We’re entering some uncharted territory here, as the summer-collegiate Northwoods League is lobbying for approval on legal, regulated sports/fantasy wagering in multiple Midwestern states.
It’s no secret sports wagering is rapidly becoming a thing for MLB teams, with several teams adding sports books connected to or easily accessible from ballparks, with teams also promoting gambling apps as part of the game experience. It’s not a trend, however, that’s been embraced by the NCAA, which has opposed efforts by states to legalize sports betting.
Hence the reference to entering uncharted territories. There are really two aspects to today’s news about the Northwoods League embracing wagering: the embrace and the efforts to ensure that embrace is handled legitimately.
In the Midwest, betting on sports is legal in Michigan, Iowa, Illinois, and Indiana. Fantasy sports are legal in Minnesota, Wisconsin, Indiana, Michigan, Illinois, Iowa, and North Dakota. In a press release, the Northwoods League announced efforts to promote legal, regulated sports betting in the league’s U.S. footprint, as well as engaging fans via a fantasy baseball game and a free-to-play prediction game embedded in the league’s phone app.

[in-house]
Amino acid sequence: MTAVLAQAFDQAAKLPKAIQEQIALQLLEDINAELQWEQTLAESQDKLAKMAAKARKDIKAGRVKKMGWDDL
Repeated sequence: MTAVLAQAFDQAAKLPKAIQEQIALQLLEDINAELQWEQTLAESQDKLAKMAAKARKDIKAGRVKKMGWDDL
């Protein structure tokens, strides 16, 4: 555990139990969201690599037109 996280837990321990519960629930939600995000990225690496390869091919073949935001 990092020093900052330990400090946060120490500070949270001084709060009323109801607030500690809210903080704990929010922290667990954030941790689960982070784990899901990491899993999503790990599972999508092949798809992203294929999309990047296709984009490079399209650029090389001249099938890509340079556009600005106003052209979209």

Second, the Northwoods League has brought in U.S. Integrity as it seeks to gain approval for this regulated wagering. According to a press release, “USI is assisting in the wagering approval process and will monitor all Northwoods League games for potentially nefarious betting-related behavior from match-fixing to game manipulation.”
“We are very well positioned to pursue this endeavor with our video and technological capabilities,” said Northwoods League Chairman, Dick Radatz, Jr. “U.S. Integrity has taken a year long process and reduced it to a matter of months. We are looking forward to a long and mutually beneficial partnership.”
The whole sports gambling trend has the potential to blow up: all it will take in one scandal to topple a house of cards. That’s the reason why the NCAA has turned away entreaties to embrace gambling; it’s why MiLB’s Pat O’Conner raises concerns about sports gambling during his tenure in the sport.
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